Endpoint Detection & Response (EDR) , Events , Fraud Management & Cybercrime

Benefits of Automated XDR Platforms

Microsoft's Scott Woodgate on Improving Security Posture Using XDR
Scott Woodgate, Senior Director - Microsoft Security, Microsoft

Automated XDR platforms are increasingly sought after as organizations grapple with tool sprawl and the complexity of their security stack. But is there a risk of XDR platforms becoming a single point of failure? Microsoft Senior Director Scott Woodgate emphasized building "resiliency" for XDR.

Microsoft's XDR technologies are designed to protect various assets within an organization, including email identity endpoints, cloud infrastructure and cloud workload, he said. The company provides "ROI advantage" and "faster response time" to customers who adopt an integrated stack of security products.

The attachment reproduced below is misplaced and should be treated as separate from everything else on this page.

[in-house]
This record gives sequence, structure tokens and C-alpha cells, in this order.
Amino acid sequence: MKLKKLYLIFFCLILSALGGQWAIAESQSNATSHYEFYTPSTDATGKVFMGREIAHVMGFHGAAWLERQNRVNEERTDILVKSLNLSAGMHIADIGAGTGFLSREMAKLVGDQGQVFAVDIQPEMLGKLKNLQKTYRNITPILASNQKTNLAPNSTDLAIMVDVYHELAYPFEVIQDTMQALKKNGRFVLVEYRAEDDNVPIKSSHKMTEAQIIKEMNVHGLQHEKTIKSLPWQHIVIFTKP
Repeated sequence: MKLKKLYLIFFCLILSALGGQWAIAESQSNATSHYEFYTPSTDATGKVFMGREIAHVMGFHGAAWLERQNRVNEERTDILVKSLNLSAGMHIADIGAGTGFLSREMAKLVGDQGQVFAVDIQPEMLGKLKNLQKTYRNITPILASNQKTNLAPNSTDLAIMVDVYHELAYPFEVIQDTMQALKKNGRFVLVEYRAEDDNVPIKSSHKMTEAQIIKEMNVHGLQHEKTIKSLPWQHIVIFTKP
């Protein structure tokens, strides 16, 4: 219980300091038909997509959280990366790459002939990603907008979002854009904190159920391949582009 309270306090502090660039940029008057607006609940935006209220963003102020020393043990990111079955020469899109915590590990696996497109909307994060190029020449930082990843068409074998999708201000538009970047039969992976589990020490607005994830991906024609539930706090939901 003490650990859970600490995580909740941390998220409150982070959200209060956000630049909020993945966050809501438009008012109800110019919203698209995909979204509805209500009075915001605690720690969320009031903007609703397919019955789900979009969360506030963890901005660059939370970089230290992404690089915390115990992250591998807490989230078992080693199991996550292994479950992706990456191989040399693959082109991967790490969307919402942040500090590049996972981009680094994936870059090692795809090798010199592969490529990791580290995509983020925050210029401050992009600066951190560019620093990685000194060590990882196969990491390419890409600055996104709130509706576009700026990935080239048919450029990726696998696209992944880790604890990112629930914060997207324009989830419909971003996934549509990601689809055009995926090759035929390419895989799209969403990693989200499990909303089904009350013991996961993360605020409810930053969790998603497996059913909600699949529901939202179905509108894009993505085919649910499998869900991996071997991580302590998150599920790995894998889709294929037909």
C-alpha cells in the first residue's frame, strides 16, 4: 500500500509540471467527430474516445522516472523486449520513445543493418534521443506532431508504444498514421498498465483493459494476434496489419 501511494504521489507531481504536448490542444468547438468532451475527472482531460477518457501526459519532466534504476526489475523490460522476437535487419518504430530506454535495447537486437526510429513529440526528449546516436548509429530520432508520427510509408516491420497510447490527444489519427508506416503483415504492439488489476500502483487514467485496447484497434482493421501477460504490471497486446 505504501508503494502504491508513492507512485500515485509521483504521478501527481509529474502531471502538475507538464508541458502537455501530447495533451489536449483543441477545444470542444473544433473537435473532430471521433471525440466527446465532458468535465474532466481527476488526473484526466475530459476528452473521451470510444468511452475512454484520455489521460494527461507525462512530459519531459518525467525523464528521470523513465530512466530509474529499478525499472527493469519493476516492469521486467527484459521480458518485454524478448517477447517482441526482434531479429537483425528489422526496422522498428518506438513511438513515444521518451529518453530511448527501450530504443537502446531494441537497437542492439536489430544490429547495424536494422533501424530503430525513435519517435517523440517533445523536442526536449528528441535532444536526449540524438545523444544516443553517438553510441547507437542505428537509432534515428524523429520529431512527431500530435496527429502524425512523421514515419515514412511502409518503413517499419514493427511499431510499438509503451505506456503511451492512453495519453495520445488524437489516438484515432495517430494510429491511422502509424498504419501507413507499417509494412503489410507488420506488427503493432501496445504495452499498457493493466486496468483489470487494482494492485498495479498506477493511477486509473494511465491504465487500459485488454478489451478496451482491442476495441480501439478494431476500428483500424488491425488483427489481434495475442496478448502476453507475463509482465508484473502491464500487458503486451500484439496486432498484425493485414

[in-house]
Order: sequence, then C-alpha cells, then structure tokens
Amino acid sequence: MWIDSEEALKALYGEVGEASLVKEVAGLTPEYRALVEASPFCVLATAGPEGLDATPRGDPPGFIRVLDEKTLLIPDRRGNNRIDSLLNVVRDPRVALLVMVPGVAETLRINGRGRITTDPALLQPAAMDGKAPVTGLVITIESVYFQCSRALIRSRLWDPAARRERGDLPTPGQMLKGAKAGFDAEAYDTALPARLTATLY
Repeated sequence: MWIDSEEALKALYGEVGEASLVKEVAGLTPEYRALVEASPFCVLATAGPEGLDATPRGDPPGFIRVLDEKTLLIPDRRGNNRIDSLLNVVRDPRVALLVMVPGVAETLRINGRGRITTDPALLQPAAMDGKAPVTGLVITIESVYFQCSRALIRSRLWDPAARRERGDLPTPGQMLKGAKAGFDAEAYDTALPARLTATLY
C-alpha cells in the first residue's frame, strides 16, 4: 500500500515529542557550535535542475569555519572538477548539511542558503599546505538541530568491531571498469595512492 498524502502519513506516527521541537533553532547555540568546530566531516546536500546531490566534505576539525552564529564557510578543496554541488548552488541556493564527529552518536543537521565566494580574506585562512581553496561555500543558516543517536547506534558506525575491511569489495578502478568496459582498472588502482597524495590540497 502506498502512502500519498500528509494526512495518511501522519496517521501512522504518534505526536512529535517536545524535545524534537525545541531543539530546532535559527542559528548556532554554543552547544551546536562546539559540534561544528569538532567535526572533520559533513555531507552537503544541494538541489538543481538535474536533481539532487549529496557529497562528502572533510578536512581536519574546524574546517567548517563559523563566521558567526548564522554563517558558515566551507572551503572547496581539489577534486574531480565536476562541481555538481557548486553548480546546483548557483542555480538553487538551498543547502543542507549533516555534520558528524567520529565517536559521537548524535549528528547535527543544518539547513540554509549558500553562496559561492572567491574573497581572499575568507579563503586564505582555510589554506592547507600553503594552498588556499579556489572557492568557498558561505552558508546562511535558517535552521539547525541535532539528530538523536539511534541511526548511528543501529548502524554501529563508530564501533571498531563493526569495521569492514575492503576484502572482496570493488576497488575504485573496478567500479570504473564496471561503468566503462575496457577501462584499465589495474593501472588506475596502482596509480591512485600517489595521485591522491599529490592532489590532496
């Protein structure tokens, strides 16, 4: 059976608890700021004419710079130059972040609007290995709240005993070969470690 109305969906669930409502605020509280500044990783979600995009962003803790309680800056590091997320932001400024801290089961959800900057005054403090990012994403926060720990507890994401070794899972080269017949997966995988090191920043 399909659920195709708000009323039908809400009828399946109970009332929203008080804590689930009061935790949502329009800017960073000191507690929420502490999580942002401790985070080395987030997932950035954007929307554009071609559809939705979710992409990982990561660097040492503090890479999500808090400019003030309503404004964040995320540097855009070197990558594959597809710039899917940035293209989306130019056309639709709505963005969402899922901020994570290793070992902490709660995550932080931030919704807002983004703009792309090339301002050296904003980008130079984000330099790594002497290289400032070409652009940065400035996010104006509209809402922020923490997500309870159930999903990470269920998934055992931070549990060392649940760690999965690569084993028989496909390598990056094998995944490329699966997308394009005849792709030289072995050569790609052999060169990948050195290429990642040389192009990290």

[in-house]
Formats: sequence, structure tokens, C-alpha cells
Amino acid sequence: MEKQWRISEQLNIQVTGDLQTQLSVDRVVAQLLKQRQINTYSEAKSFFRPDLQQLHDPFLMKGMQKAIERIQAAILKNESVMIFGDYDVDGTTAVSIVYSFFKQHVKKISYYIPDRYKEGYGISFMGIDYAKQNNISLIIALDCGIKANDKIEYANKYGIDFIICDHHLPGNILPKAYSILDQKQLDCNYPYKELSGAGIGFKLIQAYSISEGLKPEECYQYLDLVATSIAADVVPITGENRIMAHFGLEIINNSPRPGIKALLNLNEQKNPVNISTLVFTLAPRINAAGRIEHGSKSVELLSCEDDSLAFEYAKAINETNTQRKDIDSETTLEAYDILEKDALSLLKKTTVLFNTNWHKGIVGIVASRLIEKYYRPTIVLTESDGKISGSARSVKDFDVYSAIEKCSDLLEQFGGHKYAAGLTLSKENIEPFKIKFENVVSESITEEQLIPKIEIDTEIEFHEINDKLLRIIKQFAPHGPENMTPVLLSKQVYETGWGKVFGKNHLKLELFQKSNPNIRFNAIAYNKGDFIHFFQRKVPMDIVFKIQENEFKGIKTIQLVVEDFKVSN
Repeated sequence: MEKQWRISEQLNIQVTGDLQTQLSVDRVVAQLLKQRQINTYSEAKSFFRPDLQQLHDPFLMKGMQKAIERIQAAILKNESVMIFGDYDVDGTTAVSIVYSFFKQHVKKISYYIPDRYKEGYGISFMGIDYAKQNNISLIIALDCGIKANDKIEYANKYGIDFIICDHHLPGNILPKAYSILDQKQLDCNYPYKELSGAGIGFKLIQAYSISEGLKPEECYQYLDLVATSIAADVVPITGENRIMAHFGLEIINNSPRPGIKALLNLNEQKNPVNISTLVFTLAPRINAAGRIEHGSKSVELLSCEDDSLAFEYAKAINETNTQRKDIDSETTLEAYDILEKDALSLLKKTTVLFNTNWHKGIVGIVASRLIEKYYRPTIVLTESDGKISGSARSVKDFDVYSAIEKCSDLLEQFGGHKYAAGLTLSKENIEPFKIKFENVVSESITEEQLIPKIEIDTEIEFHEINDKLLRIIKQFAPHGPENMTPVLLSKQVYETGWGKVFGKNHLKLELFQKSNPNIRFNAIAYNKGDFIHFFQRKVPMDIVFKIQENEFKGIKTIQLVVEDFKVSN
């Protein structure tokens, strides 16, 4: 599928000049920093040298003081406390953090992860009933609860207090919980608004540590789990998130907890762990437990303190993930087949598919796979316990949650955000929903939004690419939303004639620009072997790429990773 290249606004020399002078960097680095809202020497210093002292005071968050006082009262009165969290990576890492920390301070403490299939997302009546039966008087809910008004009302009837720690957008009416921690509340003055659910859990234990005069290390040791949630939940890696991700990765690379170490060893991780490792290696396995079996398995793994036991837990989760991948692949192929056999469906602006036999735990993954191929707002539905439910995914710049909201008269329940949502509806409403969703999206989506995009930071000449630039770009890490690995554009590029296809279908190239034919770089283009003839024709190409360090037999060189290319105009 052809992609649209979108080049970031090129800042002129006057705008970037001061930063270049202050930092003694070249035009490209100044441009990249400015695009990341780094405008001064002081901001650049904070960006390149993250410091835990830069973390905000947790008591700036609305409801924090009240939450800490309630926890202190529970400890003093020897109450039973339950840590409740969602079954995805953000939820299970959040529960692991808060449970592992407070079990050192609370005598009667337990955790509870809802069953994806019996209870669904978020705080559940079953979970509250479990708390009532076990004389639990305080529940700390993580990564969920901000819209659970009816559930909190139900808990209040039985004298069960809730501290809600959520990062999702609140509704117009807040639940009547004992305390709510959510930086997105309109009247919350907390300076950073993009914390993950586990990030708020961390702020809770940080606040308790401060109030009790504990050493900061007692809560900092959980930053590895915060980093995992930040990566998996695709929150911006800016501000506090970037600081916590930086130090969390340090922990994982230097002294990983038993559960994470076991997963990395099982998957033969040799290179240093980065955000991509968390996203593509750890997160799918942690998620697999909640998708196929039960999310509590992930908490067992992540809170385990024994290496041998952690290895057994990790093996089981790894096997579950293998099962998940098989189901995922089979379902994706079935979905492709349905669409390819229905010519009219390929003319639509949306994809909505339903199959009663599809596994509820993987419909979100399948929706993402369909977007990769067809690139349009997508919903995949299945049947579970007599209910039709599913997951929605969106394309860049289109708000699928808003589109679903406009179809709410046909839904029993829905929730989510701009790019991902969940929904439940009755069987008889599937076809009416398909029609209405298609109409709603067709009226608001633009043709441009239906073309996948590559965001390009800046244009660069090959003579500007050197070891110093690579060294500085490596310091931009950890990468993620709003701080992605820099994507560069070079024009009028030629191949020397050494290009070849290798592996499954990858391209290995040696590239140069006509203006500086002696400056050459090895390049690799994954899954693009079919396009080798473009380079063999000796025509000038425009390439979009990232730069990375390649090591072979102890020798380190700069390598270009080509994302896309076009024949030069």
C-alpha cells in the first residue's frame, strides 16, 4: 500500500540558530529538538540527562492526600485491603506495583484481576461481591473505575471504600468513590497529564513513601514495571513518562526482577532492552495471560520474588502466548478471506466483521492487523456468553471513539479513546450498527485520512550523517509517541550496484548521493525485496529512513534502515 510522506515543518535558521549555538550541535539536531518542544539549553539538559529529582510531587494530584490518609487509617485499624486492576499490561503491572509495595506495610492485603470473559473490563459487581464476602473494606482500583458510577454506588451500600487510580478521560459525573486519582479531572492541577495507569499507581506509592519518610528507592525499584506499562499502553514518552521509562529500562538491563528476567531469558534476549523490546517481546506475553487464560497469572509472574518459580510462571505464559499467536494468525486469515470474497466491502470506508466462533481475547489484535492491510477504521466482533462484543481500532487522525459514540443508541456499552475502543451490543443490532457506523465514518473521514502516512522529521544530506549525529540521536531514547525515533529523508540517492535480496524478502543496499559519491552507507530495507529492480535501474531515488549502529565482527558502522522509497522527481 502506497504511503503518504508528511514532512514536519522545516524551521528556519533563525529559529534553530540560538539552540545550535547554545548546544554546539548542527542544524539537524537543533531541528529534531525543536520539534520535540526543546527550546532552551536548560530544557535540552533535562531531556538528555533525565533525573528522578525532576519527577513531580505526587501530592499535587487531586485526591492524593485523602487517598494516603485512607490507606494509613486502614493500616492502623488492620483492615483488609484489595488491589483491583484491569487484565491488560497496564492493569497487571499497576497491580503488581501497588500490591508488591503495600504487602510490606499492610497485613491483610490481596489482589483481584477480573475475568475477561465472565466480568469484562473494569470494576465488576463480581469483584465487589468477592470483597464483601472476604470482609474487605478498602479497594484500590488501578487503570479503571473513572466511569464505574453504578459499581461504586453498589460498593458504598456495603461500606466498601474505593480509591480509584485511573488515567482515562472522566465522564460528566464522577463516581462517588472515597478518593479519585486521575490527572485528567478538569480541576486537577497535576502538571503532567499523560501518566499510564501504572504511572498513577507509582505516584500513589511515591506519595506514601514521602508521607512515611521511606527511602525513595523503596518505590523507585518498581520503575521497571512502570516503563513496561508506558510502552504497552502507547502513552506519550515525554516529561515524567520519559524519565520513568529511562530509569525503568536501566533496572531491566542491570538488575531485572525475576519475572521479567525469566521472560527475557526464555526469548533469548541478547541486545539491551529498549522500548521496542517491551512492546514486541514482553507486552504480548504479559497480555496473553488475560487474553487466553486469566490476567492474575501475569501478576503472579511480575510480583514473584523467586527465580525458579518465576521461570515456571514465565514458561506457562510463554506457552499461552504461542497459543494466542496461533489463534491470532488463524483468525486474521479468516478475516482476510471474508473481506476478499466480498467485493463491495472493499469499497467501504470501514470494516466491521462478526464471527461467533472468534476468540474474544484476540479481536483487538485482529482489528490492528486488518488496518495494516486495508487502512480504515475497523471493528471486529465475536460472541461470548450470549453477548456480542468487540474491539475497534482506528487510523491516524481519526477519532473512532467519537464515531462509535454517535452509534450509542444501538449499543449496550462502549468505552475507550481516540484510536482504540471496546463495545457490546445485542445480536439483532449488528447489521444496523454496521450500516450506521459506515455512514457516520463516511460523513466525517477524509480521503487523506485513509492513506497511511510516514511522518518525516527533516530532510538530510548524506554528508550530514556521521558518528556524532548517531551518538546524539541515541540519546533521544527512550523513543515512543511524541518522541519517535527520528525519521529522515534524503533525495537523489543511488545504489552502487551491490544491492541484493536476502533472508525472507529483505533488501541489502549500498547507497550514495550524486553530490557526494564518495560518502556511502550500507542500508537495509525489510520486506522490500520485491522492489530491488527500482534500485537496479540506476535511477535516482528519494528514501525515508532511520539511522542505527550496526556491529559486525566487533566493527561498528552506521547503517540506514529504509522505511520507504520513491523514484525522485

"It's hard to stop a ransomware attack early in the process. Ransomware attacks run amok more than they should do today," Woodgate said. To ensure quicker response to such incidents, Microsoft recently released Attack Disruption and Microsoft 365 Defender to automatically contain the progress of attacks and help protect organizations at "machine speed."

In this video interview with Information Security Media Group at RSA Conference 2023, Woodgate also discusses:

  • Ways to address the shortage of skilled personnel in the industry by using AI;
  • The benefits of integrating XDR with identity and access management;
  • Microsoft's plans for further advancements in the XDR space.

Woodgate's team drives SIEM + XDR security marketing for Microsoft. For over 20+ years at Microsoft, he has served in a number of roles including driving Azure Virtual Desktop, Windows, BizTalk Server and field marketing.

About the Author

Anna Delaney

Anna Delaney

Director, ISMG Productions

An experienced broadcast journalist, Delaney conducts interviews with senior cybersecurity leaders around the world. Previously, she was editor-in-chief of the website for The European Information Security Summit, or TEISS. Earlier, she worked at Levant TV and Resonance FM and served as a researcher at the BBC and ITV in their documentary and factual TV departments.

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